Thomas Sutton (pirate)

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Thomas Sutton (1699-1722) was a pirate from Berwick, Scotland, active off the coast of Africa. [1] He was best known for sailing alongside Bartholomew Roberts.

Contents

History

General History of the Robberies and Murders of the Most Notorious Pyrates - Captain Bartholomew Roberts with two Ships, Royal Fortune and Ranger General History of the Robberies and Murders of the Most Notorious Pyrates - Captain Bartholomew Roberts with two Ships.jpg
General History of the Robberies and Murders of the Most Notorious Pyrates - Captain Bartholomew Roberts with two Ships, Royal Fortune and Ranger

Thomas Sutton had been a gunner aboard Howell Davis' 32-gun Royal Rover as they cruised off the Gold Coast taking a number of prizes in 1719. Davis tried tricking the governor of Principe into boarding his ship; the governor saw through his deception, turned the tables, and had his soldiers ambush and kill Davis as he came ashore. The Rover's crew elected former prisoner Bartholomew Roberts as their new captain. Sutton continued sailing with Roberts, even as Thomas Anstis and Walter Kennedy abandoned Roberts by stealing the prize ships he had given them to command.

Roberts took a large number of prize ships and amassed a huge crew during his cruises. In 1721 near the coast of Guinea two French ships pursued Roberts but were themselves captured. Roberts renamed one Little Ranger and gave command of it to James Skyrme to use as a storeship; the other, Comte de Toulouse, he renamed Ranger and selected Thomas Sutton as captain. [2]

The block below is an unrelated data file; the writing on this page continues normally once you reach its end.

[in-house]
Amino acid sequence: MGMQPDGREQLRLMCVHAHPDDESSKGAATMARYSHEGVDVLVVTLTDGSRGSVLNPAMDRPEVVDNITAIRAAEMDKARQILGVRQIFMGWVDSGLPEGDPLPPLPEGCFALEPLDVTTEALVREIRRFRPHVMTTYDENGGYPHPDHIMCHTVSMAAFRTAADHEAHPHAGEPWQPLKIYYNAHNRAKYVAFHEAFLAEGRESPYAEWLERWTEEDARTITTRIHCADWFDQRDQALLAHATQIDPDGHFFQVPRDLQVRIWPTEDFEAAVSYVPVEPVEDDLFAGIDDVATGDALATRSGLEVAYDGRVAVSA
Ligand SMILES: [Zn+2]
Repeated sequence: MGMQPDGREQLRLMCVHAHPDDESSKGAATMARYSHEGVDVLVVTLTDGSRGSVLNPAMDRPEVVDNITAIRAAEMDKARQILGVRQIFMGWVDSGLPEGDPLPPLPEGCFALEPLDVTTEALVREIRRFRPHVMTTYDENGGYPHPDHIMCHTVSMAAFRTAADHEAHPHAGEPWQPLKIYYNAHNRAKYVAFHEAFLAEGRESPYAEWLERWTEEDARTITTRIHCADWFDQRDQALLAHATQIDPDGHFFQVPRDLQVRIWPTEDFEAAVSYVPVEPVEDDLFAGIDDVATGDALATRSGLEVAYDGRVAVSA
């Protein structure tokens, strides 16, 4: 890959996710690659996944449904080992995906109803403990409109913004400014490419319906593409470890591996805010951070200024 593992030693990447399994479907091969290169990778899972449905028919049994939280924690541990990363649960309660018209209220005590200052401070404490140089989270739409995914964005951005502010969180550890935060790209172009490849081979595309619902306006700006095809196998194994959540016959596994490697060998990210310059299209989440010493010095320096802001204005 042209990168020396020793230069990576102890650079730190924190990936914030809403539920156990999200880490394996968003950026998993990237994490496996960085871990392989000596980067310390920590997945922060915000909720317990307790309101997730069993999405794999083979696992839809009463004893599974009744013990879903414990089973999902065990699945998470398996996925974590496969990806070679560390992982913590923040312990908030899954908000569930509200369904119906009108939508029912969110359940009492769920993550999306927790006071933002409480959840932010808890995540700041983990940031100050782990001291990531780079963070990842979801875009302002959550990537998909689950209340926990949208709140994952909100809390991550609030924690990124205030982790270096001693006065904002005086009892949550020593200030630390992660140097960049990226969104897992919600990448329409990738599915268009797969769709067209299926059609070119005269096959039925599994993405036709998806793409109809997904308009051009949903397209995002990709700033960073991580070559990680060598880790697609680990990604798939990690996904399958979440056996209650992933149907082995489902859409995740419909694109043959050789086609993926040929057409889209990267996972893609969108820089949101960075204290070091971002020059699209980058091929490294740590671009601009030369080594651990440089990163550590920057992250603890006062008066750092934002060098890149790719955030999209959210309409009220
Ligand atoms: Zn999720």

The fleet captured a number of other vessels near Sierra Leone and Liberia, stopping in December 1721 to careen on Annobón. There Roberts gave command of the Ranger to James Skyrme. In February 1722 Roberts's Royal Fortune and its two escorts were intercepted by the warship HMS Swallow under Captain Chaloner Ogle. The ensuing battle was fierce; Skyrme was maimed and Roberts was killed, and all three ships were captured.

Imprisoned, Sutton was chained in the hold next to a man who prayed constantly. When the man said he hoped to achieve Heaven, Sutton responded:

"Heaven, you Fool, did you ever hear of any Pyrates going thither? Give me Hell, it's a merrier Place; I'll give Roberts a Salute of 13 Guns at Entrance." [3]

Ogle took the prisoners to Cape Coast Castle in Ghana, where most were tried and convicted. Some were sentenced to labor in the mines or simply hanged. Sutton had been among a group of Roberts' officers known as the "House of Lords" - sailors who had stayed with Roberts since his early days - and had been called "Lord Sutton". [4] In the end he was among 18 pirates hung "in chains", gibbeted:

"YOU Dav. Simpson, William Magnes, R. Hardy, Tho. Sutton, Christopher Moody, and Val. Ashplant.
Ye, and each of you, are adjudged and sentenced, to be carried back to the Place from whence ye came, from thence to the Place of Execution, without the Gates of this Castle, and there within the Flood-Marks, to be hanged by the Neck till ye are dead.
After this, ye, and each of you shall be taken down, and your Bodies hanged in Chains." [5]

See also

Related Research Articles

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References

  1. Sanders, Richard (2007). If a Pirate I Must Be...: The True Story of Black Bart, King of the Caribbean Pirates. New York: Skyhorse Publishing Inc. ISBN   9781602390195 . Retrieved 7 June 2017.
  2. Humanity, History of. "Infamous Pirates | Bartholomew Roberts". www.goldenageofpiracy.org. Retrieved 7 June 2017.
  3. "Quotations From Real Pirates". Owlcation. Retrieved 7 June 2017.
  4. Conlin, Dan (2009). Pirates of the Atlantic: Robbery, Murder and Mayhem Off the Canadian East Coast. Halifax: Formac Publishing Company Limited. p. 32. ISBN   9780887807411 . Retrieved 7 June 2017.
  5. Johnson, Captain Charles (1724). The Project Gutenberg eBook of The Pyrates, by Daniel Defoe. London. Retrieved 7 June 2017.